Cytochrome c´ (cyt c´) is found in the periplasmic space of denitrifying bacteria where it is thought to mediate the transfer of NO between the nitrogen-cycle enzymes dissimilatory nitrite reductase and nitric oxide reductase. It contains a 5-coordinate (5c) His-ligated haem that shares spectroscopic and ligand-binding properties with the haem group in the sensory domain of soluble guanylate cyclase (sGC). The latter is an extremely important enzyme involved in the control of vasodilation and blood clotting. Curiously, the enzyme is activated up to 200-fold by the binding of NO to the haem, whereas the binding of CO gives rise to only a mild stimulation of activity. Through X-ray crystallography we have studied NO and CO binding to cyt c´. CO binds to the distal face to give a 6-coordinate (6c) adduct. By contrast, NO binding gives rise to a 5c adduct through the displacement of the proximal His, to give a novel and unexpected proximal binding mode for NO. These results are also supported by a range of spectroscopies. In the absence of a crystal structure for sGC we propose that cyt c´ provides a structural model for the haem domain of this enzyme and thereby helps to explain the differential effects of NO and CO on its activity.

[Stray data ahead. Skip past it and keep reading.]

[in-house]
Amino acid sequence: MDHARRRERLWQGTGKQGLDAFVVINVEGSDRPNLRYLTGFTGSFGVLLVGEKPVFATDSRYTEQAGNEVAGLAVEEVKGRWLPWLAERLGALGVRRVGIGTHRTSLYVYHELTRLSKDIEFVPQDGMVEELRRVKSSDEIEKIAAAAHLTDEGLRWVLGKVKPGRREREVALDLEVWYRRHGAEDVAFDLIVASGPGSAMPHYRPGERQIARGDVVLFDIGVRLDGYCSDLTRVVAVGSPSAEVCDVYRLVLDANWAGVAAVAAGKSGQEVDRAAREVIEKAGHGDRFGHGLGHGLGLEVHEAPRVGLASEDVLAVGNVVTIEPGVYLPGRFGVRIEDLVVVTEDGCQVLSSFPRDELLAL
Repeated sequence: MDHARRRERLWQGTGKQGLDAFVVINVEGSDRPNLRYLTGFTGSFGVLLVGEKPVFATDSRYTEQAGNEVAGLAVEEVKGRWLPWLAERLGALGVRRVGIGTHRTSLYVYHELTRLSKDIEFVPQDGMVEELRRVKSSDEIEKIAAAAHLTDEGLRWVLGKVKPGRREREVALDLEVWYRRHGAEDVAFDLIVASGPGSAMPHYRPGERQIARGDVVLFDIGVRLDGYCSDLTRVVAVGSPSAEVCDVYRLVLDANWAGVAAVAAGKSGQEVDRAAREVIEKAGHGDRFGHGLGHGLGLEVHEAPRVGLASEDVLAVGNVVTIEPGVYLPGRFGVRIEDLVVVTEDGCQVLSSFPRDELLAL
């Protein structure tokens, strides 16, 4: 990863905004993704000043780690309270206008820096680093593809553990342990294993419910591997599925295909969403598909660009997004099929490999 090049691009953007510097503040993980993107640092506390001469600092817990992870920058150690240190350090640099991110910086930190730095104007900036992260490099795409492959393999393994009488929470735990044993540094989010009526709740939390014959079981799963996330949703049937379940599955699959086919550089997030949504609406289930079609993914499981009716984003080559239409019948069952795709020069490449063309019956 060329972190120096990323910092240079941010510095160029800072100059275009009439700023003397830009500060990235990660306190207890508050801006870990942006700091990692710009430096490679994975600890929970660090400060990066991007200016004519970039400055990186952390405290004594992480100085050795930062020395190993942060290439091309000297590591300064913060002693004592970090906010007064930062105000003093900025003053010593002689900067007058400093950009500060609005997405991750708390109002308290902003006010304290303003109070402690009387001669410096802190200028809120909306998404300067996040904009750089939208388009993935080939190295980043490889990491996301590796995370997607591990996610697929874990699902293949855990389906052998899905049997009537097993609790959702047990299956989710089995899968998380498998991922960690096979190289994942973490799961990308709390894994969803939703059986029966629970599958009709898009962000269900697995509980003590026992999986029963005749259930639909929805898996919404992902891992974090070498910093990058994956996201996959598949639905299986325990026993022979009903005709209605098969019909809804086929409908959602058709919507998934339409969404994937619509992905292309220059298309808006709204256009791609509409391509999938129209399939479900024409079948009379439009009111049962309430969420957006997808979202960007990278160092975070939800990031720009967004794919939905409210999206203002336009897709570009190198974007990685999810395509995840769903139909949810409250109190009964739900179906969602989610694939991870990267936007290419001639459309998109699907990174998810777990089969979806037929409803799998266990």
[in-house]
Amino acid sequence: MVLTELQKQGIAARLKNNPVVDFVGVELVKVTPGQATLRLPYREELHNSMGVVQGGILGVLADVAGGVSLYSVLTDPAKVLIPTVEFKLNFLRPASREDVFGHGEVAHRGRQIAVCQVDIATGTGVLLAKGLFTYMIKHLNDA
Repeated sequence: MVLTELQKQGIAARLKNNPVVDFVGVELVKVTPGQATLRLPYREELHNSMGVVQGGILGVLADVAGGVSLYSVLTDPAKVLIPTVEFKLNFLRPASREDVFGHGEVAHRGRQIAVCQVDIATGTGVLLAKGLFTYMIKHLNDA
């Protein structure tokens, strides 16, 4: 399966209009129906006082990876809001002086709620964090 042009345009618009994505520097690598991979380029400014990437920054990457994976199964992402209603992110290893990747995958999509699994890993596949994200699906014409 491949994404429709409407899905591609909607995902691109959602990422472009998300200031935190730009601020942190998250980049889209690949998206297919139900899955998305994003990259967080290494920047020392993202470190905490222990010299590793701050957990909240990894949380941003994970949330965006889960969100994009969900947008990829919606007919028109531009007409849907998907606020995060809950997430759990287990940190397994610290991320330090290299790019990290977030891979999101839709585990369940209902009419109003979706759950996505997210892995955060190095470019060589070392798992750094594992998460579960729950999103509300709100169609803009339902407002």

A two-faced molecule offers NO explanation: the proximal binding of nitric oxide to haem
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D.M. Lawson, C.E.M. Stevenson, C.R. Andrew, S.J. George, R.R. Eady; A two-faced molecule offers NO explanation: the proximal binding of nitric oxide to haem. Biochem Soc Trans 1 June 2003; 31 (3): 553–557. doi: https://doi.org/10.1042/bst0310553
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